All My Coffee Cups Are Different

Dear Mr Berners-Lee,

Does the WWW have a warranty?  It appears to be broken and in need of repair.

What we all liked about the web was its open, standards based decentralisation and its interoperability.  It was amazing, thank you. However, it has been high jacked.  

The web has gone the same way as the high street.  For Starbucks, where the coffee makes you shudder,  for M&S that renders us similarly beige and for Tesco those tyrants of spurious choice, read Facebook that reduces me to Liking things, read Google that narrows my world (yes, narrows) and Amazon that crushes new talent.      

Can we turn it off and on again?   Better still, can we uprade it?  We are after all, used to doing that for everything else.  How about we add some new standard features that anyone can implement,  you know, like email (which is a tyrant, but not owned by anyone) or SMS which can get to me anywhere on this wonderful planet.  So how about we standardise:

Willingness to buy

and open up services:

Private conversation

and let people invent services around that lot.

I am sure we could dream up many more so we can innovate, evolve and conduct an infinite culture, you know like actual people.  Some new services may be national, others regional and some still global. I’d like what we’ve learned from the few who dominate, who have identified de facto standards, to be re engineered into the web itself as formal standards and no longer owned by any one company.

I hate everything being the damn same.  All my coffee cups are different.  Perhaps that’s just me.


Organised Showing Off

Re posted by popular demand, I had pulled it to tweak it, one or two people preferred it as it was.

The chap next to me on this train is watching the Chelsea Flower Show on his iPad.

This programme appears to be 95% design, lifestyle, aspiration and other forms of organised showing off. The main flower on show seems to be the narcissus in its various forms.

Overall this show has very little to do with growing things. I’m told the event itself, while being perhaps a little overly about being seen, is essentially about growing things.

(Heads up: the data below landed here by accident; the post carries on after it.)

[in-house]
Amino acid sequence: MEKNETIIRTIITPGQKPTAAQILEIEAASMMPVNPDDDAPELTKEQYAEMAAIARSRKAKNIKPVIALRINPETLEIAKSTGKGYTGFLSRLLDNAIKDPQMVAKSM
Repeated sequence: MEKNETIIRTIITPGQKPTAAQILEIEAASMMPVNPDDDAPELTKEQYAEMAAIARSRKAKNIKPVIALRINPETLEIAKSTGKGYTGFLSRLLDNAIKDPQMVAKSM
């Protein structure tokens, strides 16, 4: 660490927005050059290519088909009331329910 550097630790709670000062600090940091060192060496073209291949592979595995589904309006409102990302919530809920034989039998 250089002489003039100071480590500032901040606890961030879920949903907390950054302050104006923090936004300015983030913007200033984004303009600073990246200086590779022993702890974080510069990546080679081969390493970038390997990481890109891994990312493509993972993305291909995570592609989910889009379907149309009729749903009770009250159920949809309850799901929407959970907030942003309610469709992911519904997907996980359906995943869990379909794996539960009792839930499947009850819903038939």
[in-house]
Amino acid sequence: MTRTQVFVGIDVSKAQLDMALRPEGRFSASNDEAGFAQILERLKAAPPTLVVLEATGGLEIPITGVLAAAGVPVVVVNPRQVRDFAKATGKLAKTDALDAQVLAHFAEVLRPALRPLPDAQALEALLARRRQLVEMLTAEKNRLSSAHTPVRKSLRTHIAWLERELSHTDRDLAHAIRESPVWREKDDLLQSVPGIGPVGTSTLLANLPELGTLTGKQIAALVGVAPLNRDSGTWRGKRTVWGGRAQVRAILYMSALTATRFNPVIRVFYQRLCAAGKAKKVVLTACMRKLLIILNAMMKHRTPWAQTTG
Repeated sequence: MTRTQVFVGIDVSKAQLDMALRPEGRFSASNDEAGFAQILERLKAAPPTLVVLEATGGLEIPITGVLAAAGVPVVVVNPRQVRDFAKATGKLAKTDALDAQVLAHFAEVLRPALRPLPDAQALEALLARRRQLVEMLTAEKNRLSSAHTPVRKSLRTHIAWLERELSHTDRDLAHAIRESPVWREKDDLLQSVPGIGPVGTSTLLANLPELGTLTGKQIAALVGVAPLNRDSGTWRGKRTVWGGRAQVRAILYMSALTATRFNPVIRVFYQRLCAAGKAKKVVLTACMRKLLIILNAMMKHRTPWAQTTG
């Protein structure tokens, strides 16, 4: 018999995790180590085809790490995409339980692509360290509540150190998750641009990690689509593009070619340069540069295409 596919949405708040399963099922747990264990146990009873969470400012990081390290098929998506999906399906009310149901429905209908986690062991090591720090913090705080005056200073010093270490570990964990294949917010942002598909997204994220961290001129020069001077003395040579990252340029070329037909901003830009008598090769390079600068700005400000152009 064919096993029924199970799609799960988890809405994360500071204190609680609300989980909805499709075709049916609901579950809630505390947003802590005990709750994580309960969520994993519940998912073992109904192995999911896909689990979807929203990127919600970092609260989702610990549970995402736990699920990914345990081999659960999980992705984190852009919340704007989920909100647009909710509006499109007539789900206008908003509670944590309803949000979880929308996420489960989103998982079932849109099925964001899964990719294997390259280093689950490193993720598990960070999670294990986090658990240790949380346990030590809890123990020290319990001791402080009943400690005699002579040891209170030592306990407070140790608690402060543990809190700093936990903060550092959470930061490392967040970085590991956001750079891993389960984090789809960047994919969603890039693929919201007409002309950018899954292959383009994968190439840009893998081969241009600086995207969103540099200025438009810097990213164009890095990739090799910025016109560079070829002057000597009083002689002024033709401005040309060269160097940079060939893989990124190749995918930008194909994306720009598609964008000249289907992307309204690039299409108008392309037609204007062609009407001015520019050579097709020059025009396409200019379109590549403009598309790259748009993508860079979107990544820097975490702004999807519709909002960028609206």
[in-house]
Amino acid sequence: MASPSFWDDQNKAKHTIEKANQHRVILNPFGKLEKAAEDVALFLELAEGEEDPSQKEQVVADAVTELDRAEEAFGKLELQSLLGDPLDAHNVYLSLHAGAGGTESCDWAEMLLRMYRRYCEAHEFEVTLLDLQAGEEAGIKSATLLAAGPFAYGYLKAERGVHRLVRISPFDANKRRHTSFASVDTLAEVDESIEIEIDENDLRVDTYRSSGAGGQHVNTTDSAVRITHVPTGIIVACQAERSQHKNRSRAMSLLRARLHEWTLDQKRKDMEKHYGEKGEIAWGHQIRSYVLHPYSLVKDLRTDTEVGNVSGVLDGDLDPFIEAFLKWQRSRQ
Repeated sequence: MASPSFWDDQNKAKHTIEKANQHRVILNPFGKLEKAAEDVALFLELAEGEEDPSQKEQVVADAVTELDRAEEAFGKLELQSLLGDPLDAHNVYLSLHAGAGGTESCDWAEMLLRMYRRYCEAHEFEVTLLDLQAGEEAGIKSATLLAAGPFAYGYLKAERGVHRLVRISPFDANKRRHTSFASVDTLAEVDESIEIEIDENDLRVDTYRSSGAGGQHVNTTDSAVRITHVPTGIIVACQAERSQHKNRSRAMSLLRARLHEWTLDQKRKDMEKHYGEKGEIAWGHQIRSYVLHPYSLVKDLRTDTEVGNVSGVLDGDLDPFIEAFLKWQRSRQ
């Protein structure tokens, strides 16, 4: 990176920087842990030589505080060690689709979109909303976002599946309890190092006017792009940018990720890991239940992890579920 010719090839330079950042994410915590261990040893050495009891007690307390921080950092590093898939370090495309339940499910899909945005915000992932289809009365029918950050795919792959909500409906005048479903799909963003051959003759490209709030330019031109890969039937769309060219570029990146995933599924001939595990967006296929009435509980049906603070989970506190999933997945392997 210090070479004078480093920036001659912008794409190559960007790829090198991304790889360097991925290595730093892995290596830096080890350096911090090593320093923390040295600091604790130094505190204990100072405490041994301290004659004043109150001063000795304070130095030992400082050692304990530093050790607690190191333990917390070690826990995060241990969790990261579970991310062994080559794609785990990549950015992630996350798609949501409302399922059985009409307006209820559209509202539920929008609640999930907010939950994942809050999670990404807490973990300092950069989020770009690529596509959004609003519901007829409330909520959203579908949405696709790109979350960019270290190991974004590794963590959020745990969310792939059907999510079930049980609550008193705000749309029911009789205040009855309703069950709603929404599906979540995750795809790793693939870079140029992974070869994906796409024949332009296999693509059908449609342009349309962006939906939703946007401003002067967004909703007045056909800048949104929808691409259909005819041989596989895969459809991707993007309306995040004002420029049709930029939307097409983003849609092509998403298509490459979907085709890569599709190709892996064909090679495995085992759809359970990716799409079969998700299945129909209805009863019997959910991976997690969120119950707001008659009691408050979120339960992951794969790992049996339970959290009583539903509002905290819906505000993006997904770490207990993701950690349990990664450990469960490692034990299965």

I got really into gardening in my 20s. I am living my life in reverse and will spend my later years being recklessly hedonistic, perhaps I’ll move back to my parents. Anyway, I was lucky enough to own a house when I was 24 but was consequently a bit skint. Growing things was my bungee jumping.

I drifted away for lots of reasons, I got busy in other ways. We had our wonderful children and we bought another house, one that was falling apart. My drift also co incided with the evolution of gardening in popular culture, away from growing things to design and construction projects, from the doing, to the stuff and being seen to have it.

I’d have thought there was room in the vast TV schedules for some programmes about how to actually do things and how things work.

– How to grow things, there are none I can see in the schedule. 

– How to cook, to be fair, there are some of these, buried on channel 619, but prime time limits itself to the tearfully elaborate, time pressured, gamified dross that’s all about me.

– A programme about cars would be a great idea. I’m told lots of people, especially men, are very interested in cars. There isn’t a single show I can find that’s about this huge topic. Bizarre.

I’m going to tend my daffodils. Actually I’m going to tend some PowerPoint, it’s much the same thing.

It’s All About Accountability